Journal of Alloys and Compounds 781 (2019) 702e709
Contents lists available at ScienceDirect
Journal of Alloys and Compounds journal homepage: http://www.elsevier.com/locate/jalcom
A high-performance non-rare-earth deep-red-emitting Ca144þ phosphor for high-power plant growth LEDs xSrxZn6Al10O35:Mn Yibing Wu a, b, Yixi Zhuang b, *, Ying Lv b, Kaibin Ruan a, Rong-Jun Xie b, ** a b
College of Mechanical and Electronic Engineering, Fujian Agriculture and Forestry University, Fuzhou, Fujian, 350002, PR China College of Materials, Xiamen University, Simingnan-Road 422, Xiamen, 361005, PR China
a r t i c l e i n f o
a b s t r a c t
Article history: Received 11 September 2018 Received in revised form 6 November 2018 Accepted 4 December 2018 Available online 6 December 2018
Red or deep-red-emitting wavelength-conversion materials with high efﬁciency are highly essential for the applications of high-power plant growth LEDs. Herein, a series of deep-red-emitting Ca144þ phosphors (x ¼ 0e2.4) showing high quantum efﬁciency (the IQE and EQE values xSrxZn6Al10O35:Mn up to 83% and 53%, respectively), low thermal quenching effect (~98% at 150 C relative to that at room temperature) are successfully synthesized. The X-ray diffraction, scanning electron microscopy, photoluminescence spectra, diffuse reﬂectance spectra, luminescence decay curves, and temperaturedependent emission spectra are systematically investigated. Furthermore, a plant growth LED lamp is fabricated by using the synthesized Ca14-xSrxZn6Al10O35:Mn4þ phosphors. Considering their excellent wavelength-conversion properties, the non-rare-earth-containing compositions, as well as mild synthesis processes, the Ca14-xSrxZn6Al10O35:Mn4þ phosphors have great potentials in the applications of high-power plant growth LEDs. © 2018 Elsevier B.V. All rights reserved.
Keywords: Phosphors Deep-red emission Mn4þ doping Thermal quenching High luminescent efﬁciency Plant growth LEDs
1. Introduction The problems of food security caused by droughts, ﬂoods, storms, pests, and diseases have become serious threats to agriculture throughout the world . Accordingly, more and more attentions have been paid on plant factory (the so-called green crop production system) due to its outstanding advantages, such as high output, safety, environmental friendliness, pollution-free, no pesticides and chemical fertilizers. However, at present, the major problem that restricts the development of plant factory is the high energy consumption . As the main parts of energy consumption in the plant factory, the artiﬁcial lighting devices are not only the essential energy source for photosynthesis of pigments chlorophylls and carotenoids, but also the power source for sprout, blossom, fruits and other morphogenesis of plants. They thus play key roles in the yields and qualities of agricultural products. In order to reduce the energy consumption, the traditional lighting sources (ﬂuorescent lamps, incandescent lamps, or high-pressure sodium lamps, etc.) should be replaced by light-emitting diodes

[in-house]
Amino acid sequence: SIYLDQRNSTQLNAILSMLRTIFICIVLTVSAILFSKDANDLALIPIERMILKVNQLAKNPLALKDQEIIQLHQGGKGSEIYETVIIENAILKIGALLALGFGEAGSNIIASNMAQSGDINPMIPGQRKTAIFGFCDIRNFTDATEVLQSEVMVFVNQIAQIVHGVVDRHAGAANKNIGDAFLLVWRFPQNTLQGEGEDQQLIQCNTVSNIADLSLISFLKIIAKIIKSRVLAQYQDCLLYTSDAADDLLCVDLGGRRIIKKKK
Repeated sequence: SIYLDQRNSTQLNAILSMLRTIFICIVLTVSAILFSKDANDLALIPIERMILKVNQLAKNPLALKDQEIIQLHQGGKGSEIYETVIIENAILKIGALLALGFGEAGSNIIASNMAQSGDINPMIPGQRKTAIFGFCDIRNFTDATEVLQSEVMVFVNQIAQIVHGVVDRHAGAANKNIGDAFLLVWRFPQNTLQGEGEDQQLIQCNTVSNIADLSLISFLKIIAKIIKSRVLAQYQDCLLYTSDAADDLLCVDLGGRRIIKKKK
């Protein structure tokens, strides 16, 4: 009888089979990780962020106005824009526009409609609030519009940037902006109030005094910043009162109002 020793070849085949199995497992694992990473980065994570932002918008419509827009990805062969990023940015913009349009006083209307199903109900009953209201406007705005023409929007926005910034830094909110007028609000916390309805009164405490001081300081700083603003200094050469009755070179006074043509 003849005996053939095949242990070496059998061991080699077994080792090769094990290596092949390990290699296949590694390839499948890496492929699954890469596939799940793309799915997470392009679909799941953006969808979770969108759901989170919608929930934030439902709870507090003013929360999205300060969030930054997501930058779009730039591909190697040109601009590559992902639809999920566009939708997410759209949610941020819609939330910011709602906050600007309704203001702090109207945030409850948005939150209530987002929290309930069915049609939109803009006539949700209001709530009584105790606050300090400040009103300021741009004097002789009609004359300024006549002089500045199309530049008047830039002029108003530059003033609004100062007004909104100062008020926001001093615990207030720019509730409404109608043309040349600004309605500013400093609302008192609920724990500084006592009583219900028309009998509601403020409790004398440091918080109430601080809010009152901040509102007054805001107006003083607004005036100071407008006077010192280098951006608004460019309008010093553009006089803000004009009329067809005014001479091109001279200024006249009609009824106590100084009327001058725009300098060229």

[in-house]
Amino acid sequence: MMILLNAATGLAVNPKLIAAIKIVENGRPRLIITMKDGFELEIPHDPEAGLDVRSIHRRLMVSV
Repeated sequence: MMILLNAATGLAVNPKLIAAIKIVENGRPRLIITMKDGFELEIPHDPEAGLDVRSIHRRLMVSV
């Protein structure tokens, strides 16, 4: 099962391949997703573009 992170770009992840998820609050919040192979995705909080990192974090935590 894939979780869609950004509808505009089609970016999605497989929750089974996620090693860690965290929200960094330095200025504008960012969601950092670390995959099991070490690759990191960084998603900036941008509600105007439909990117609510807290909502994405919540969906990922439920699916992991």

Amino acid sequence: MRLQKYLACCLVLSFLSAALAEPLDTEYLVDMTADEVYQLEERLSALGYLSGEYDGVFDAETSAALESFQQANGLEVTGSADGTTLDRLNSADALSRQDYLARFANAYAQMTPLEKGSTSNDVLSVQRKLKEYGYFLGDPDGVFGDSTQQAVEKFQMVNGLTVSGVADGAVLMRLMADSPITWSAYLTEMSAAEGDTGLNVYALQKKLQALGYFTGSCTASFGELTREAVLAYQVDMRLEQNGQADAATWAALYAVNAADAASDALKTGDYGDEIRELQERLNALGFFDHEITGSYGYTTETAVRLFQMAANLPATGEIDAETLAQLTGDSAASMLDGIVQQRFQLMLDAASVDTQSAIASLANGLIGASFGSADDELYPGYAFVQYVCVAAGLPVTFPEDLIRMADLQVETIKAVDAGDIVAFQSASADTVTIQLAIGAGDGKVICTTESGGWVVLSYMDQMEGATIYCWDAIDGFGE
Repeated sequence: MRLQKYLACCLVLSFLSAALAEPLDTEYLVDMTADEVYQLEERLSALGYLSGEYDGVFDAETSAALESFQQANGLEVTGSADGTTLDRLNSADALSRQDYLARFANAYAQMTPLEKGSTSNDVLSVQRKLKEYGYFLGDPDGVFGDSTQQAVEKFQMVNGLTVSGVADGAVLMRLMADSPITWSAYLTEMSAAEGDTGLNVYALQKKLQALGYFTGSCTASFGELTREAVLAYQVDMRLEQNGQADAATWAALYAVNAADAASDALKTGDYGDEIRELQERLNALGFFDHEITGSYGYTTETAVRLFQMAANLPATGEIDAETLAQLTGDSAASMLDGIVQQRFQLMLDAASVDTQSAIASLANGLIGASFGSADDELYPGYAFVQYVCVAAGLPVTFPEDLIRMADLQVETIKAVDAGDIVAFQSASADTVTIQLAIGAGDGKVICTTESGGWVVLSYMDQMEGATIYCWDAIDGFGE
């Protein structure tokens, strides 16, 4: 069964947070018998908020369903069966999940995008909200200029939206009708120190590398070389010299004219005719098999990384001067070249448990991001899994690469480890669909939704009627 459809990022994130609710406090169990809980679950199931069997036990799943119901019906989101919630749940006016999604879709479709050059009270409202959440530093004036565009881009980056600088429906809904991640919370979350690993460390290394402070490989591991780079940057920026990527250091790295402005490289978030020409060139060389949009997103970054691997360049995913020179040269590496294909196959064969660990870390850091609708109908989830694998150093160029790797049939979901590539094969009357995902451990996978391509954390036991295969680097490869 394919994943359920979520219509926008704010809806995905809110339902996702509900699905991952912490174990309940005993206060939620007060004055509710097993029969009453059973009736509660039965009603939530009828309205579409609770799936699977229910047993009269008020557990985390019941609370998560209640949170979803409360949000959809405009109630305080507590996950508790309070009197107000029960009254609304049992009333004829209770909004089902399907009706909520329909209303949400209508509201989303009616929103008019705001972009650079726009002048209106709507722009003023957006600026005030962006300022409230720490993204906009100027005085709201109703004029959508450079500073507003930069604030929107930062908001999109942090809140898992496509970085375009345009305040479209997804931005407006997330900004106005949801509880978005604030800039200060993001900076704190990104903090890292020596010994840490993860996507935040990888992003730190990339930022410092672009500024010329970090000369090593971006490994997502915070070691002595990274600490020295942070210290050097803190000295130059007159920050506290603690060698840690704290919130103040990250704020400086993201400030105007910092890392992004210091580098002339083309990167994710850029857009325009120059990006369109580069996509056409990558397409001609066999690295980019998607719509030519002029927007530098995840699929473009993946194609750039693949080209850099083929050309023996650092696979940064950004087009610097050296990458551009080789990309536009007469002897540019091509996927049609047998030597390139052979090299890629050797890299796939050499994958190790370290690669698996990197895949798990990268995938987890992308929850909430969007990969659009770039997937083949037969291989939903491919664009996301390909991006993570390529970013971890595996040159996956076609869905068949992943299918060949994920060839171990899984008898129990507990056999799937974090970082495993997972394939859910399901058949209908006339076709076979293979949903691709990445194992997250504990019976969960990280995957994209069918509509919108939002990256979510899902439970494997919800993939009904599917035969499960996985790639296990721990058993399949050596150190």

* Corresponding author. ** Corresponding author. E-mail addresses: [email protected]
(Y. Zhuang), [email protected]
(R.-J. Xie). https://doi.org/10.1016/j.jallcom.2018.12.056 0925-8388/© 2018 Elsevier B.V. All rights reserved.
(LEDs) due to their superior properties such as energy-saving, longlifetime and environment-friendly features [3e5]. In addition, the LEDs show great tunability of spectral composition by employing various chips and wavelength-conversion materials, which allow for emission light matching with plant photoreceptors to obtain ideal production and plant morphology [6e10]. It has been reported that blue (400e500 nm), red (620e690 nm) and deep-red (700e740 nm) lights are critical in the reactions of photosynthesis, phototropism, and photomorphogenesis [11e13]. Therefore, it is of considerable signiﬁcance to fabricate suitable LEDs covering the spectral region of blue and red/deep-red light in order to offer an ideal lighting source for the plant factory. Although blue-red dual emission can be easily realized by combining blue (e.g. InGaN) and red (e.g. AlGaInP) chips, these dual-chip LEDs require complex control circuits and high production costs compared with the conventional illuminants. More importantly, the photoelectric properties of these assembled LED chips would vary with different working temperature, drive current, and service time, which leads to a deviation of the spectra and a lowered efﬁciency of the emission. Alternatively, phosphorconverted LEDs, which are generally fabricated by coating a blue chip with red-emitting phosphors or coating a near ultra-violet (NUV) chip with blue and red phosphors, can greatly simplify the LED lamp structure and reduce the production costs [14e16].
Y. Wu et al. / Journal of Alloys and Compounds 781 (2019) 702e709